I don’t know about you, but that sounds a little scary to me. Considering that the planet is currently severely strained in trying to just feed us living mortals with our current lifestyles, then tripling or quadrupling the amount of food produced to additionally accommodate all the future souls eagerly awaiting their arrival into our world seems like a pretty tall order indeed!
What factors need to be taken into account to determine if this will be possible? Firstly, in analyzing our current food production capabilities, we need to separate out the unsustainable inputs that boost food production today but cannot be expected to continue indefinitely into the future. These include things like:
- depletion of fossil fuel inputs which facilitate transportation and power mechanized farming equipment,
- depletion of fossil fuel inputs needed to produce synthetic fertilizers,
- depletion of other fertilizer sources, like potash,
- soil degradation due to salination resulting from irrigation in arid areas, and from depletion of soil micronutrients that are not replaced with conventional fertilizers,
- depletion of groundwater used for irrigation,
- overfishing, or “fishing down the food chain“. Meat farms do not produce food; they merely shift the location of production of that food. The food was actually produced somewhere else. Salmon farms require significant food fish inputs (smaller fish), and these need to be caught somewhere. This places farmed salmon several rungs up the trophic pyramid above plants, and each step up has a reduction in carrying capacity due to successive trophic efficiency factors,
- further ecological degradation due to increased human industrialization and contamination across the landscape (and seascape),
- as fossil fuels become scarce, biofuel production will compete with food production for ecological productivity,
- loss of biodiversity as natural ecosystems are gobbled up, which would tend to lead to an increased incidence of agricultural plagues, and a general decrease in the planet’s overall functioning given that the biosphere will be centrally planned less by “Gaia” (however you’d like to define that), and increasingly centrally planned by bankers and business tycoons. Not good!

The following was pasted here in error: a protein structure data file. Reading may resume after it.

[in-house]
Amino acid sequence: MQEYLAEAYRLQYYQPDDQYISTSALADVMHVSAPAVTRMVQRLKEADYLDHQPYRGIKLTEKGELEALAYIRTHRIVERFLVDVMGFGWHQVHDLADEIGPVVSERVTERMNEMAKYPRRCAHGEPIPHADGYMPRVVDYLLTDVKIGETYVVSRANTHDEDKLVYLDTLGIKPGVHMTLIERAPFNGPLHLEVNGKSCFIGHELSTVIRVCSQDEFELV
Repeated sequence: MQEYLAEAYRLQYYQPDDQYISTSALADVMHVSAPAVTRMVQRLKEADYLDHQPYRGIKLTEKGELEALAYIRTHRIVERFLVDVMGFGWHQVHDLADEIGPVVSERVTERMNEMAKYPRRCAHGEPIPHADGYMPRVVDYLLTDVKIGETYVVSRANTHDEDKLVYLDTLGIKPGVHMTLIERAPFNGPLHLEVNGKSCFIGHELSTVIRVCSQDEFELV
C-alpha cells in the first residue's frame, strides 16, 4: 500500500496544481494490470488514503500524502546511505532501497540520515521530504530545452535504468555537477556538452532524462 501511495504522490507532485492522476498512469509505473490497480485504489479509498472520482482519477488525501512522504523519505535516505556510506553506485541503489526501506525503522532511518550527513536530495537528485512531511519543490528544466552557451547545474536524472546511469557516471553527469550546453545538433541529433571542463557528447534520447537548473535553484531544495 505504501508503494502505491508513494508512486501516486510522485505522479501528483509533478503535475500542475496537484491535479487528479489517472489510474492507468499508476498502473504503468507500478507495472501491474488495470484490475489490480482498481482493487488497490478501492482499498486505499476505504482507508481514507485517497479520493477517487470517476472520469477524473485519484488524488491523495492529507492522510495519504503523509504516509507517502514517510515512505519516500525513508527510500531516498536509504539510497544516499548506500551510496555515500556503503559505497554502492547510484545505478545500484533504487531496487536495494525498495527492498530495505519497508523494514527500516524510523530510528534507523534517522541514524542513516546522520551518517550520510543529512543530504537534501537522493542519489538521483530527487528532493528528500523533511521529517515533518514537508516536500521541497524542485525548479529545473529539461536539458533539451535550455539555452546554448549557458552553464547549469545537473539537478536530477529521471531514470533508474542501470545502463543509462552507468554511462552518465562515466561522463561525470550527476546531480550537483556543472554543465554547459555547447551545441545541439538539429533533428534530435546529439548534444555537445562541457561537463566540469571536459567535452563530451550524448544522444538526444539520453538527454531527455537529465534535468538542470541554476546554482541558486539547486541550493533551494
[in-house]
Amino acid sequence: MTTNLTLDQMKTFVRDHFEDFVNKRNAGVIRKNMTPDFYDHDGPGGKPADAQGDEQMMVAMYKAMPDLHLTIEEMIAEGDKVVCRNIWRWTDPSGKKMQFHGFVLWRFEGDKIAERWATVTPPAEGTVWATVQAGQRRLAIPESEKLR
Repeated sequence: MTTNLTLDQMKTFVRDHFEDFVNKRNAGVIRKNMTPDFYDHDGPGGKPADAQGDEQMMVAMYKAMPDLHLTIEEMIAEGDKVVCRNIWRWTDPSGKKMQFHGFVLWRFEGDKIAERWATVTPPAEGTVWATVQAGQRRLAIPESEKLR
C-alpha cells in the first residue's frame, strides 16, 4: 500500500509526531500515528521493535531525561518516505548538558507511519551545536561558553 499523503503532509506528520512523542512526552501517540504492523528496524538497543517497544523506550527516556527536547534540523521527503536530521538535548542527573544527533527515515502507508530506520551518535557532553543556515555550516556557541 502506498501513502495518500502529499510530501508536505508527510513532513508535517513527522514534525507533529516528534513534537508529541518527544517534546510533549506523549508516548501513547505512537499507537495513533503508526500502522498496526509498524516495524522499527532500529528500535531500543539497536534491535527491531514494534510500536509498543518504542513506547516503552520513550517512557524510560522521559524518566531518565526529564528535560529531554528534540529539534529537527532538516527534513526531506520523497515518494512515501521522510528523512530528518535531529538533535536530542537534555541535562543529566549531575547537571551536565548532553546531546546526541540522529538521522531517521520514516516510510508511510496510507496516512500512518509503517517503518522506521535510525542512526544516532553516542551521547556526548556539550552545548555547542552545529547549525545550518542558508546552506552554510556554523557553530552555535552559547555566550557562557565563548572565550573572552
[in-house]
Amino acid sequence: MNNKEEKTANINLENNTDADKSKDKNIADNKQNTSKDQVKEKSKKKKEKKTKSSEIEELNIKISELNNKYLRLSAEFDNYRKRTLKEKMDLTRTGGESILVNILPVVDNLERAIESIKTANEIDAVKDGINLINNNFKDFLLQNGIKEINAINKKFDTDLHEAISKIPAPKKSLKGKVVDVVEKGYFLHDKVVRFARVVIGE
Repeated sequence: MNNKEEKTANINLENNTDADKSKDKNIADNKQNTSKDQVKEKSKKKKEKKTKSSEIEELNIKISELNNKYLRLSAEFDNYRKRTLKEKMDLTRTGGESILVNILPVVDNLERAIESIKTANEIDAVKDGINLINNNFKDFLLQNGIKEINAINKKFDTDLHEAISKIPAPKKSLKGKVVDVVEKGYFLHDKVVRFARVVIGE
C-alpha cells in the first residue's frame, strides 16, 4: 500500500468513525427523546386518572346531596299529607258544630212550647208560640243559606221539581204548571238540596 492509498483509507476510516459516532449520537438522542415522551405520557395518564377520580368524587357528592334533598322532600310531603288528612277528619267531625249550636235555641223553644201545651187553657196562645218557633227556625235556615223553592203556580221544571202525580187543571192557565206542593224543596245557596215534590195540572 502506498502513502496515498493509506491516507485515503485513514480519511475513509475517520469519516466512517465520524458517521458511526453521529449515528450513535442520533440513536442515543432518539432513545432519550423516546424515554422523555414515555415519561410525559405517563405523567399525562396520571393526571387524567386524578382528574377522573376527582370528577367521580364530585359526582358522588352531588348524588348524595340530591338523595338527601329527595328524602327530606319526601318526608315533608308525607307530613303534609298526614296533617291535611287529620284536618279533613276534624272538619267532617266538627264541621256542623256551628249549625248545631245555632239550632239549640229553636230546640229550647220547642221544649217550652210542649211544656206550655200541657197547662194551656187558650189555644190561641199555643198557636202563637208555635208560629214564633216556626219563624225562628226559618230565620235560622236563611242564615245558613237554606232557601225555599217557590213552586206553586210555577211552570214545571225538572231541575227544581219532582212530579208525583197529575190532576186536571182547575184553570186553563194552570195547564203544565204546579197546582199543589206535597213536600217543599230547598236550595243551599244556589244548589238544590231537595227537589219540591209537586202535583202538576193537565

These things are all happening right now. We know that they are going to continue and they can be expected to intensify. Beyond these, there also seems to be additional issues hanging over our future that may or may not lead to significant further constraints on global food production:
- productivity losses from climate change,
- loss of productive coastal farmland due to rising sea levels, and the loss of inland agricultural areas as people from coastal areas are displaced inwards,
- decreased productivity of the oceans due to acidification from increased carbon dioxide concentrations, which negatively impacts the planktonic base of the ocean food chain,
- potential loss of production line efficiency due to social breakdown in the event of economic collapses or wars,
- Here’s a scary question: What if the global population doesn’t stop at 9 billion?
Countering these factors which would tend to decrease the productivity of the planet are these other factors which may (or may not) increase it:
- development of alternative energy systems that may have greater overall potential than current fossil fuel based systems,
- these energy systems may be able to power desalination plants which could be used to irrigate deserts which are currently unproductive,
- productivity gains from climate change (the net impact of this remains unknown),
- possible increased plant growth from higher carbon dioxide levels,
- gains of productive coastal marine habitats due to flooding of previous land areas,
- further advances in genetic engineering to develop more productive crop strains,
- increased trophic efficiency of meat production systems in developing nations,
- increased food production from intensive and sustainable organic farming methods, i.e. “permaculture”.
Clearly, answering these questions is quite a bit more involved than the first part of this analysis. I’ll continue to work on this as I gather and analyze data.